Courage Kenny Rehabilitation Institute Handiham World Weekly E-Letter for the week of Monday, October 14, 2019
This is a free weekly news & information update from the Courage Kenny Handiham Program, serving people with disabilities in Amateur Radio since 1967.
Our contact information is at the end.
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Welcome to Handiham World.
In this edition:
- A note from the coordinator
- News in Assistive Technology
- From the Mailbag
- Interview of the Week
- Ham Radio in the News
- A Dip in the Pool
- Website Update
- Equipment Connection
- Help Needed
- Check into our nets!
- …And more!
A note from the coordinator…
It’s hard to believe it is the middle of October and even harder to believe that we had our first snow in the Twin Cities last Saturday. While I am not a fan of cold weather, the promise of winter brings with it a lot of quiet band conditions on 40 and 80-meters. Despite the persistent sunspot minimum, we can look forward to some good contacts on these bands. If you don’t already have an antenna up, now is the time to think about an inexpensive dipole that can get you on the air and racking up those contacts!
Are you a newer ham? A great podcast to listen to is the ARRL’s So Now What. The latest episode is focused on newly licensed Technician Class operators. With a new episode released every other week, I would encourage you to check it out at: http://www.arrl.org/so-now-what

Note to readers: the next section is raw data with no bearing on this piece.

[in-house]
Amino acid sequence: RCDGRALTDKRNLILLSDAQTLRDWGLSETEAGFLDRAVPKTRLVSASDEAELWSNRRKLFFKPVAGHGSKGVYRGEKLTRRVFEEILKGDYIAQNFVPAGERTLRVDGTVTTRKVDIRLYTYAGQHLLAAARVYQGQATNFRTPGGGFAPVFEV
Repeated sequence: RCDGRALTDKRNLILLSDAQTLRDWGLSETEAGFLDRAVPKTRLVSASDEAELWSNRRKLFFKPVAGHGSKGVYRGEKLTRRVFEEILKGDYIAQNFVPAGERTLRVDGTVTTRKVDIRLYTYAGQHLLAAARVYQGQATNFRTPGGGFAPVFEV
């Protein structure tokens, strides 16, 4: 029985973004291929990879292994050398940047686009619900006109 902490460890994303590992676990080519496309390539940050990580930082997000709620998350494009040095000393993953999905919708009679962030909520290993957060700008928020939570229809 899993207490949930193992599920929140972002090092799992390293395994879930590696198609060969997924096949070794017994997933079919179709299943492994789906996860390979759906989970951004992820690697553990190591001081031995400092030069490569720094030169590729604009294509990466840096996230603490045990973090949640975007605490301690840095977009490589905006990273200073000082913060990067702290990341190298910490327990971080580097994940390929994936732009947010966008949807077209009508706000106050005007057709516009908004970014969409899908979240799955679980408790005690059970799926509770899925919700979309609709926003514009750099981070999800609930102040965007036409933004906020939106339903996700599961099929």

Orders are now being taken for Handiham Program merchandise. If you would like to get some Handiham Program gear, this is your chance! You only have a couple more weeks left before we close the order. You can contact Pemdy to place an order or have an order form sent to you via email or postal mail at firstname.lastname@example.org.
If you are having trouble receiving your E-Letter, you can always go to https://handiham.org/wordpress1/weekly-e-letter/ to see the latest E-Letter. Additionally, you can go to https://handiham.org/audio/handiham.mp3 to listen to the current podcast. These links are updated each time a new E-Letter and podcast is released.
Pemdy and I will be in the office during our usual hours this week. If you call the Handiham Program office, and we do not answer, please leave a message. When you leave that message, don’t forget to leave your name, phone number, call sign, if you have one, and the reason for your call. Also, if you send an email, please include your name along with your call sign, and the reason for your email to speed up the response time. As always, if you need to update anything like your contact information, call sign, license class, membership, or members only log-in information, you can email us at email@example.com.
In the E-Letter, there is an article about the updated Google Maps features, another article about a public official participating in a SET exercise, and the last part of our interviews recorded during Radio Camp 2019. Of course, you can also find the regular articles you see here each week.
Do you have a story to share about assistive technology or ham radio related activities? Please send your articles and stories via email to Lucinda.Moody@allina.com or by calling me at 612-775-2290.
News in Assistive Technology
Google Maps Adding Detailed Voice Guidance for Walking Directions
Google Maps is improving walking directions for people who are blind or visually impaired. The App now offers more detailed voice guidance along with new types of verbal announcements. Maps can give the distance to your next turn, the current direction and street you are on, and alerts when you are crossing a large street. While the features were built by and for people with vision impairments, everyone can benefit from the screen-free guidance on their next walking trip. You can learn more at: https://9to5google.com/2019/10/10/google-maps-voice-guidance/